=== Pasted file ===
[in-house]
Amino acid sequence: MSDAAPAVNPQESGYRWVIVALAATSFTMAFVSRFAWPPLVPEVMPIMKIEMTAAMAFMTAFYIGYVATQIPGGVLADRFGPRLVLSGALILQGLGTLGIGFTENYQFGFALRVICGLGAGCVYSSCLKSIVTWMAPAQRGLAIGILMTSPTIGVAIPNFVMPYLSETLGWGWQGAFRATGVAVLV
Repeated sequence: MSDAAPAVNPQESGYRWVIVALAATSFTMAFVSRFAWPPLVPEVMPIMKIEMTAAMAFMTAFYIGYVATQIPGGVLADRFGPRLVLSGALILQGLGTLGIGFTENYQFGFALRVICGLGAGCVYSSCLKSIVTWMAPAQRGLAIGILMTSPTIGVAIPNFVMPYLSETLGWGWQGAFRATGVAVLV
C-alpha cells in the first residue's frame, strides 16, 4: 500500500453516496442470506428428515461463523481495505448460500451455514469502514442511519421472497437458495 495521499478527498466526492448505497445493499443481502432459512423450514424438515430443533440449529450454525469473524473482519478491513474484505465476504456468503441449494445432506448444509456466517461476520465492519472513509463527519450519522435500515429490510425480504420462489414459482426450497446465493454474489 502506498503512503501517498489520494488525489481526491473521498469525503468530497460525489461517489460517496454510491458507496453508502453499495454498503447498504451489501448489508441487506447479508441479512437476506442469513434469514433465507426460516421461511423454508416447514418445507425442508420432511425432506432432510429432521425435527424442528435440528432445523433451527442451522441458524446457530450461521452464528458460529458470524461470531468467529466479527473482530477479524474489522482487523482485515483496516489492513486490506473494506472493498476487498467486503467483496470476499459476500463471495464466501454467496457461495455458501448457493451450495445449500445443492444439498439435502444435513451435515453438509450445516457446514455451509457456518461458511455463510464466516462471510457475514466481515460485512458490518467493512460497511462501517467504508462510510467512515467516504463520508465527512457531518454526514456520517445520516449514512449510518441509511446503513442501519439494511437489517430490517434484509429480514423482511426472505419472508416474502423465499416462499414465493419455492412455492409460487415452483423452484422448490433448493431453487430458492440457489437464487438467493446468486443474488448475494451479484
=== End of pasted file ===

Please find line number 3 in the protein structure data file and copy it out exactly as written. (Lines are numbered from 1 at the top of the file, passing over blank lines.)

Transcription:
Repeated sequence: MSDAAPAVNPQESGYRWVIVALAATSFTMAFVSRFAWPPLVPEVMPIMKIEMTAAMAFMTAFYIGYVATQIPGGVLADRFGPRLVLSGALILQGLGTLGIGFTENYQFGFALRVICGLGAGCVYSSCLKSIVTWMAPAQRGLAIGILMTSPTIGVAIPNFVMPYLSETLGWGWQGAFRATGVAVLV